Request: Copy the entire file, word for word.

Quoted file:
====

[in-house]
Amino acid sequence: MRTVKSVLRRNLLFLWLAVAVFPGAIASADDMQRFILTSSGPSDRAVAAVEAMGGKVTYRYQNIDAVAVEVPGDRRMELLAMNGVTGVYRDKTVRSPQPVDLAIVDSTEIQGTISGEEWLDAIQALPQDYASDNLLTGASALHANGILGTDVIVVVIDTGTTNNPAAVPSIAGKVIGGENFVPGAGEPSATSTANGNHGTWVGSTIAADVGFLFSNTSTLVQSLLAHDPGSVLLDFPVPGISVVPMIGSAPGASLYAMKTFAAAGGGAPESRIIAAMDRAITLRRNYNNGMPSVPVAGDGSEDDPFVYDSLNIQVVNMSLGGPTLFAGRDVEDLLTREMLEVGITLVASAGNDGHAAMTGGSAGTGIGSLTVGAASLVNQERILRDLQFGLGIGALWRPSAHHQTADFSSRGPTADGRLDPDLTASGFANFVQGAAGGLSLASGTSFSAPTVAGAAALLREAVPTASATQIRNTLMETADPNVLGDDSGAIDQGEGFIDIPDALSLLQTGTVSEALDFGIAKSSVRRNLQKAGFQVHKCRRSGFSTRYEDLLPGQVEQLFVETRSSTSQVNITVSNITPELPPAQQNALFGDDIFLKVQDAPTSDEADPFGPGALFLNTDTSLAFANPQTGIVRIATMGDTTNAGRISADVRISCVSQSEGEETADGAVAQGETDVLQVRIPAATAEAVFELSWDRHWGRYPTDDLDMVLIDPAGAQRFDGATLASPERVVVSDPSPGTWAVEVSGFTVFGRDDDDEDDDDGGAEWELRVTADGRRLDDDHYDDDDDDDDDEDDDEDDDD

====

[in-house]
Amino acid sequence: MRTVKSVLRRNLLFLWLAVAVFPGAIASADDMQRFILTSSGPSDRAVAAVEAMGGKVTYRYQNIDAVAVEVPGDRRMELLAMNGVTGVYRDKTVRSPQPVDLAIVDSTEIQGTISGEEWLDAIQALPQDYASDNLLTGASALHANGILGTDVIVVVIDTGTTNNPAAVPSIAGKVIGGENFVPGAGEPSATSTANGNHGTWVGSTIAADVGFLFSNTSTLVQSLLAHDPGSVLLDFPVPGISVVPMIGSAPGASLYAMKTFAAAGGGAPESRIIAAMDRAITLRRNYNNGMPSVPVAGDGSEDDPFVYDSLNIQVVNMSLGGPTLFAGRDVEDLLTREMLEVGITLVASAGNDGHAAMTGGSAGTGIGSLTVGAASLVNQERILRDLQFGLGIGALWRPSAHHQTADFSSRGPTADGRLDPDLTASGFANFVQGAAGGLSLASGTSFSAPTVAGAAALLREAVPTASATQIRNTLMETADPNVLGDDSGAIDQGEGFIDIPDALSLLQTGTVSEALDFGIAKSSVRRNLQKAGFQVHKCRRSGFSTRYEDLLPGQVEQLFVETRSSTSQVNITVSNITPELPPAQQNALFGDDIFLKVQDAPTSDEADPFGPGALFLNTDTSLAFANPQTGIVRIATMGDTTNAGRISADVRISCVSQSEGEETADGAVAQGETDVLQVRIPAATAEAVFELSWDRHWGRYPTDDLDMVLIDPAGAQRFDGATLASPERVVVSDPSPGTWAVEVSGFTVFGRDDDDEDDDDGGAEWELRVTADGRRLDDDHYDDDDDDDDDEDDDEDDDD